It does not consider market risks while calculating returns.

### Companies using this model

This model is best suited for Companies that have seen some trend in dividend pay-outs. i.e., Companies who have historically paid dividends will know the dividends paid over the period and can estimate the expected dividend by using past trends.

Example:

A Company is expected to pay a dividend of \$10 per share/stock held, Current market price of the stock is \$100. The company expects the dividend to grow by 10%. What will be the Cost of common stock or the rate of retained earnings?

${r}_{e}=\frac{10}{100}+10%=20%$

The cost of retained earnings/equity share will be 20% as per DDM.

### Capital Asset Pricing Model Or CAPM

This method takes into consideration the market return for similar security and the market risk multiplier to arrive at the cost of common stock.

The formula used to calculate the Cost of Common Stock under the CAPM method is:

${r}_{e}={r}_{f}+\beta ×\left({r}_{m}-{r}_{f}\right)$

### Risk-Free Rate of return

The risk-free rate of return is the return on the stocks that involves absolutely zero risks and you are guaranteed to at least get this rate of return over your securities.

Instruments considered to be risk-free are Government securities or US Treasury securities. The returns provided by these securities can be considered as risk-free and used in the formula above for CAPM-based retained earnings (re) calculation.

### Expected Market Return

Typically the average rate of return provided by similar securities belonging to the same industry is considered as the expected market return.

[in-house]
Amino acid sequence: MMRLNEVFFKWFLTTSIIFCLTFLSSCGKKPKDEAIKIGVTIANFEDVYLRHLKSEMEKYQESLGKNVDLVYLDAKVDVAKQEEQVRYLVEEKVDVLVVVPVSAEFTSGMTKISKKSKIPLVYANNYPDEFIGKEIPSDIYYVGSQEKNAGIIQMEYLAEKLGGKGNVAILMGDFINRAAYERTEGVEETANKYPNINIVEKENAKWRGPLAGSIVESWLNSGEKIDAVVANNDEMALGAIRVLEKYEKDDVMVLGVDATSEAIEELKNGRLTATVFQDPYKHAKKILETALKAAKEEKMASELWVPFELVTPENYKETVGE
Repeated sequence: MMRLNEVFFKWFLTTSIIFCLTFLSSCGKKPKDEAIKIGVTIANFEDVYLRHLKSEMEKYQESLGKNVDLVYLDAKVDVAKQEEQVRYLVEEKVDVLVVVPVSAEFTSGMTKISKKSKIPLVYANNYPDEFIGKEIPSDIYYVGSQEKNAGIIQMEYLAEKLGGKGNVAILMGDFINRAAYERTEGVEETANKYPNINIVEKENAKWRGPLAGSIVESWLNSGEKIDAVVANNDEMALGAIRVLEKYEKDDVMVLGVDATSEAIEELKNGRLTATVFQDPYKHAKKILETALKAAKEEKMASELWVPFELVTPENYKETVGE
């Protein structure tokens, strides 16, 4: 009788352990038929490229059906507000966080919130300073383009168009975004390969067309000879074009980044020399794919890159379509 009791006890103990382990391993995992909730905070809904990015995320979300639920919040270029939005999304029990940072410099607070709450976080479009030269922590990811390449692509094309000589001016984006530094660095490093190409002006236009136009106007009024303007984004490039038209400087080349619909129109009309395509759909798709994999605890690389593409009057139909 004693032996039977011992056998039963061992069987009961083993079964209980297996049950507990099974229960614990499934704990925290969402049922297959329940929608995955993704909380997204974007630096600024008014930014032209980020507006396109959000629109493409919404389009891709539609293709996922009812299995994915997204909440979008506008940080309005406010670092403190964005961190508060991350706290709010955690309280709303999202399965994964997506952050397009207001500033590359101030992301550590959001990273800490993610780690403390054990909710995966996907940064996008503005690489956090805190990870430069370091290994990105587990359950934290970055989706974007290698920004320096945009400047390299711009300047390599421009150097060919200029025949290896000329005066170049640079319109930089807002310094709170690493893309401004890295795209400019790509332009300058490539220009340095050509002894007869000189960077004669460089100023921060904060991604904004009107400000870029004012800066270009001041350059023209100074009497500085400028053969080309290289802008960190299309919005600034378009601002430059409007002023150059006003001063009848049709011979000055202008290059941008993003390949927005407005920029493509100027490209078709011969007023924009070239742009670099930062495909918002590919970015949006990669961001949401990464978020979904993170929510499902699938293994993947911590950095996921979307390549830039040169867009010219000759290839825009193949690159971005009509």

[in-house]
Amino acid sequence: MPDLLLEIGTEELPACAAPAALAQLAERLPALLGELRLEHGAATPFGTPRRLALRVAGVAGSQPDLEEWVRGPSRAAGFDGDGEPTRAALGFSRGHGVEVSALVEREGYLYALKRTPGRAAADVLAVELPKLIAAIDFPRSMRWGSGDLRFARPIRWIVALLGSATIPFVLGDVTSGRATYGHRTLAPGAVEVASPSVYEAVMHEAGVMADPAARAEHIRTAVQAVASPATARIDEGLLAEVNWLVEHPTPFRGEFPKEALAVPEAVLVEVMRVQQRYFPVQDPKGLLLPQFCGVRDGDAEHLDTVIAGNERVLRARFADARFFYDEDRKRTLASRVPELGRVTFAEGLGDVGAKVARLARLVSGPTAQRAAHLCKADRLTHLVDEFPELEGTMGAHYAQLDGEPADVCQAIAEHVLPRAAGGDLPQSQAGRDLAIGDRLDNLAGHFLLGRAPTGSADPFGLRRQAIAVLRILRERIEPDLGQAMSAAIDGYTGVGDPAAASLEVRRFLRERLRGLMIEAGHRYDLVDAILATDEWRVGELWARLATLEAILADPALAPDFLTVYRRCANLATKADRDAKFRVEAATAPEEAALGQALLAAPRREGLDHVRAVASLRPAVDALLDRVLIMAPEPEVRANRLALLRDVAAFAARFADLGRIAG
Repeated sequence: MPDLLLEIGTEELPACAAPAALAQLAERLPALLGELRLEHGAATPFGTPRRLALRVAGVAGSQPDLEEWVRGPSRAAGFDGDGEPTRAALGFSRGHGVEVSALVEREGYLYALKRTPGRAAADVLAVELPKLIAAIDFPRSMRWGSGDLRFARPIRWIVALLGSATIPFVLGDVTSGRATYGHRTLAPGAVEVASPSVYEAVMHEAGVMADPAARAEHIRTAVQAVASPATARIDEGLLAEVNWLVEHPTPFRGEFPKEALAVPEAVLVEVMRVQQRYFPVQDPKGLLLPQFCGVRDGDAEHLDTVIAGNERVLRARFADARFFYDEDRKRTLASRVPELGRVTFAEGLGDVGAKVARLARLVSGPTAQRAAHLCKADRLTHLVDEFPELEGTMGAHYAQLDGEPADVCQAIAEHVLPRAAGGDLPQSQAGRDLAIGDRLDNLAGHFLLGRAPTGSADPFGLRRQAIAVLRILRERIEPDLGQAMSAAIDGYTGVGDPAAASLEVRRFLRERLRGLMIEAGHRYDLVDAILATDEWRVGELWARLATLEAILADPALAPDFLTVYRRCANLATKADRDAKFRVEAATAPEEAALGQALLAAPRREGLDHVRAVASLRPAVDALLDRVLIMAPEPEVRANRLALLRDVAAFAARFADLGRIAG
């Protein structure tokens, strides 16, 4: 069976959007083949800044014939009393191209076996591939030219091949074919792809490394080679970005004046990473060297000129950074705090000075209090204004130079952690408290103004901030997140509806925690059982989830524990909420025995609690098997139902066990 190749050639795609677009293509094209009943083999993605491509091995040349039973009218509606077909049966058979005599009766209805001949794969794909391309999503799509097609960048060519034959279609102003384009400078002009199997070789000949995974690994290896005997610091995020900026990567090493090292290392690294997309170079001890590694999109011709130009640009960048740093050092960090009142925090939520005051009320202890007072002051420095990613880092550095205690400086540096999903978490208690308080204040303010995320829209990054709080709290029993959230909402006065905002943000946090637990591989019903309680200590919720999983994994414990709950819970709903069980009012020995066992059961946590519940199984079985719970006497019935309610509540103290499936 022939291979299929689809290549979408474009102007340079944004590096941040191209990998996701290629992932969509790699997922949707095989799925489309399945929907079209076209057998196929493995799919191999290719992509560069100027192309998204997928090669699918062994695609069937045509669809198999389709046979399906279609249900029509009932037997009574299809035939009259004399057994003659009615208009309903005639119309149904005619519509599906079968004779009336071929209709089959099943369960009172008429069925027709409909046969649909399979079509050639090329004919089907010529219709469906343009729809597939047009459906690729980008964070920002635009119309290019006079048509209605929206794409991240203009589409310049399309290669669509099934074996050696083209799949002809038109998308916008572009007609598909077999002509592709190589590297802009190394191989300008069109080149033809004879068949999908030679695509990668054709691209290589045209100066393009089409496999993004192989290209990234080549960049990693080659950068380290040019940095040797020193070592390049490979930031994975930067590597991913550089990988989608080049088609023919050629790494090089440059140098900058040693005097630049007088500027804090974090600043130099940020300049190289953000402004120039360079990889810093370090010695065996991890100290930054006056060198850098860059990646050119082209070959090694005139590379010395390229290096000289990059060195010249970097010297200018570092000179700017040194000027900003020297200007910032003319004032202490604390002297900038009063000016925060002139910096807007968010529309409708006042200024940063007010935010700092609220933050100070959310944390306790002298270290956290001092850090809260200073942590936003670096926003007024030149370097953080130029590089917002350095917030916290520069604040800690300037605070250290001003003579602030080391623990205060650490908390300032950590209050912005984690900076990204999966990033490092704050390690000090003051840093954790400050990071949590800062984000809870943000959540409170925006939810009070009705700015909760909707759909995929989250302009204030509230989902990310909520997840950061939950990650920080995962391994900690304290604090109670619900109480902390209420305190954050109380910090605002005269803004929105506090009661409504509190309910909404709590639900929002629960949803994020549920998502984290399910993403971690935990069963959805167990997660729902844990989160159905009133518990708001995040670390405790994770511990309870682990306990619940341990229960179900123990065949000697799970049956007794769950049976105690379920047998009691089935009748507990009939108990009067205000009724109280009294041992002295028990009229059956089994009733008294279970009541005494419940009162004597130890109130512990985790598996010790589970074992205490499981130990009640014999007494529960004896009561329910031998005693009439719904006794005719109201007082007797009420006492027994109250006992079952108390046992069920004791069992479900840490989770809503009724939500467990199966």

## Stock's Beta or Risk

Stocks’ beta represents how risky the stock is compared to the market’s risk as a whole. Beta for the market as a whole is considered as 1.0. Depending on the riskiness of the stock for which return is being calculated, the Beta varies.

Example: If the Market risk is 1.0, riskier security will fetch a higher Beta, say 10% higher than the stock’s beta will be 1.1.

If the stock is comparatively risk-free compared to the market, it will have a beta lower than 1.0.

Example:

The rate of return provided by the Treasury bill is 6%. Stock is 10% riskier than the market. The market is providing a return of 12% for similar securities. What is the cost of common stock?

${r}_{e}=6%+1.1×\left(12%-6%\right)=12.6%$

The cost of Common stock is 12.6%.

### Limitations of this Method

It is very difficult to estimate the Market risk factor in reality and someone using the CAPM model should always remember that fluctuation in this may render the output useless.

The method assumes that the stock acts like the market. The underlying stocks considered in the market risk calculation may not be exactly like the stock in question.

For risk-free return, generally returns from Treasury securities are considered. These securities are short-term in nature and their yield changes daily.

### Companies that use this model